A Glorious Vision: The Theology of Jonathan Edwards (Part 2)

Jonathan_Edwards_engravingWhitney Oates once identified Augustine’s theological method as one of an “open system” approach (The Basic Writings of St. Augustine). According to McClymond and McDermott the same can be said of Jonathan Edwards (The Theology of Jonathan Edwards, 9). Though Edwards stands out as a the greatest theologian of his time, in many ways he stands out above theologians of all times. For while he affirmed the authority and sufficiency of Scripture, he also believed in the validity of intense intellectual engagement with ideas. Edwards believed that theological thought required him to exhaust his mental faculties in studying.

To call Jonathan Edwards a man of deep thought is a bit of an understatement. He never saw an idea he could exhaust before he exhausted himself. This is really the key difference between an open system thinker and a closed system thinker. An open system thinker wrestles with ideas in a process of continually unfolding thought. McClymond and McDermott elaborate:

The open system thinker approaches most intellectual issues as works-in-progress and hence returns again and again to the same perennial themes…This does not mean that the open system thinker is chaotic or undirected, but that there are broad patterns that emerge over time and are continually refined and developed. New insights come along, and when they do, they force a reshaping of familiar patterns. The result is a continual unfolding of thought. In principle the process is unending.

The open system thinker never closes the book on a subject, never masters it. Rather he continually refines his thought on the subject. In contrast, the closed system thinker finds his stopping place.

In contrast, a closed system thinker lays stress on systematicity. Once a given intellectual issue is discussed and resolved, the closed system thinker moves on to another topic. (9)

Edwards was most certainly an open system thinker. His journals contained their own systems of emendations, new pages added to further develop ideas, and internally cross-referenced themes. There was always some new avenue to explore.

Edwards’ mind was constantly reeling with ideas, questions, and challenges. His process of study was one of “investigation and discovery by writing” (10).  He wrote out his ideas, developing his thought in long arguments, responding to counterarguments and evaluating all their weakest points. He explained to trustees at Princeton College that his method of study was one of writing, stating that:

He would “improve every important hint; pursuing the clue to the utmost, when anything in reading, meditation, or conversation, has been suggested” to his mind that might “promise light in any weighty point.” This method became “habitual” and he found as time went on that “the further I traveled in this way, the more and wider the field opened.” (10)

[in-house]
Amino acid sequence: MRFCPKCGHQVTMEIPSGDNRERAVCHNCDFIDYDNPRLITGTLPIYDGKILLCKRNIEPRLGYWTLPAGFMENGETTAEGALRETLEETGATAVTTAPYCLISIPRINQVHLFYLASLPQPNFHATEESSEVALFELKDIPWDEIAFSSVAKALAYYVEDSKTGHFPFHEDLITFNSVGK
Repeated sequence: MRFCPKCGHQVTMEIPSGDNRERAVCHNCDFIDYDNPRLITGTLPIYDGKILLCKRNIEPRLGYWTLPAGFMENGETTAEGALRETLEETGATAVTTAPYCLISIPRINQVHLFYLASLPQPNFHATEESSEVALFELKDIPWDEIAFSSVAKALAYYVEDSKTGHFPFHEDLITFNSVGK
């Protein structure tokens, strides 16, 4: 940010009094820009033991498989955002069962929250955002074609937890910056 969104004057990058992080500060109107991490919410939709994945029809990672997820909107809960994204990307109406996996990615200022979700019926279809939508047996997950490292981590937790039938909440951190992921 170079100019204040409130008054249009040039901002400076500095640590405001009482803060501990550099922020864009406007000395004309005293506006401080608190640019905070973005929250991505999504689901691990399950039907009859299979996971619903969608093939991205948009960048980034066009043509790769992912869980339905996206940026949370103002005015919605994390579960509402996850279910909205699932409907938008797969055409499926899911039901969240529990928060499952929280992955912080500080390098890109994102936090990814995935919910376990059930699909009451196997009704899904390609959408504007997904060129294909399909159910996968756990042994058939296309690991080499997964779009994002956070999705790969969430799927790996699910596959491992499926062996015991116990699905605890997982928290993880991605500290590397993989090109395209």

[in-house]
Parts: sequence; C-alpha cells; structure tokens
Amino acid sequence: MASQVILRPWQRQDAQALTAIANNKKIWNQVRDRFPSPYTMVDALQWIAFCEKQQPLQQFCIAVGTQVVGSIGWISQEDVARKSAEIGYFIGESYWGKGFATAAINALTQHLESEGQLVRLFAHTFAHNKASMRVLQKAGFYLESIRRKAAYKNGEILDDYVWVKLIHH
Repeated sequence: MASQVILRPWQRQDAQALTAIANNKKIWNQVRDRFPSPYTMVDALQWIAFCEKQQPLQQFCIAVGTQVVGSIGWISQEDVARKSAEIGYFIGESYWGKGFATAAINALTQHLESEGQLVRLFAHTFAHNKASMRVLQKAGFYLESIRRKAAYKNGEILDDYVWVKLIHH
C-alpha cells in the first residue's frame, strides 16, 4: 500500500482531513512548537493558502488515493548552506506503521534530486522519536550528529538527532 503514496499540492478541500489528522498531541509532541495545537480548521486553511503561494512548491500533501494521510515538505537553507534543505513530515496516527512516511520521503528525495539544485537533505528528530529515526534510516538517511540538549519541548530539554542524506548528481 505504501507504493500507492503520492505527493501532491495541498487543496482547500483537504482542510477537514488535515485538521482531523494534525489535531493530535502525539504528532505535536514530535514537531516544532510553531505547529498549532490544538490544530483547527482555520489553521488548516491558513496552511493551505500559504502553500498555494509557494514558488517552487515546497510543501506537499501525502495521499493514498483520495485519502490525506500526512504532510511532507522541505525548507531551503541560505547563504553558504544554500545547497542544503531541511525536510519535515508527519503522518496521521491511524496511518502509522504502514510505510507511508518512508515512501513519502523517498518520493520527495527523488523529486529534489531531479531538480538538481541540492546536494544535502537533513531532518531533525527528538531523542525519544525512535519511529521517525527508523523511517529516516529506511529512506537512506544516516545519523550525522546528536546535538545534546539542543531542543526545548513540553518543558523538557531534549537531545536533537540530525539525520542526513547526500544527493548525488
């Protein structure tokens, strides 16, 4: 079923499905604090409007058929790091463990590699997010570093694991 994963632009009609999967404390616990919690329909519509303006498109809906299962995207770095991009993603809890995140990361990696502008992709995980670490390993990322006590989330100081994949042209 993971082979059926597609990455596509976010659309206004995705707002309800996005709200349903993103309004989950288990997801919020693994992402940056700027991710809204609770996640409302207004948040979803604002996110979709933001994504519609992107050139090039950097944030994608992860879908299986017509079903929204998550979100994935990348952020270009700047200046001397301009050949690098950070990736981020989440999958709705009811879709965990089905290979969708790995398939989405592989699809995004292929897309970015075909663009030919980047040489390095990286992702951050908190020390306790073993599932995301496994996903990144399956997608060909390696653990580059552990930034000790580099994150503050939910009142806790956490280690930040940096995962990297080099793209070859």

Edwards was constantly writing. In fact historians have discovered that the man frequently ran short of paper. He could not rest an idea until he had sufficiently engaged it with his mind.

For Edwards, it was not enough merely to say “the Bible says so.” Though he submitted fully to the written, authoritative, inerrant, and sufficient Word of God he wanted to explore every facet of this Word. He wanted to know why God said it, why he said it the way he said it, what in full detail it meant, and how it related to every facet of life. Biblical though he was, Edwards was also a rational man. He wanted to understand his faith, not merely blindly follow it. Edwards held reason in high regard. If John Gerstner seems to put more emphasis on Edwards’ view of reason that may be warranted, he is right that Edwards regards it highly. Edwards used his mind to the fullest capacity he could. To do so was, he believed, to honor God.

Many Christians today have a strange fear of deep thought. There are many for whom it feels more pious to accept matters of faith blindly, without reasoning them out and thinking through them. Edwards was thoroughly Biblical but he understood that the more he plumbed the depths of his theology the more joy he got out of knowing it, and the more honor he brought to God. Pastors, theologians, and Christians of all kinds can learn something from Edwards Biblical Rational theological approach. Explore God until you exhaust him. Of course, since we can never exhaust him we should never rest from exploring him. We’ll see later that this is part of Edwards belief in the eternal joy of knowing God, there was always more to know. For Edwards, however, there was a necessary connection between theological study and intellectual engagement. That connection is one many Christians need to rediscover today.

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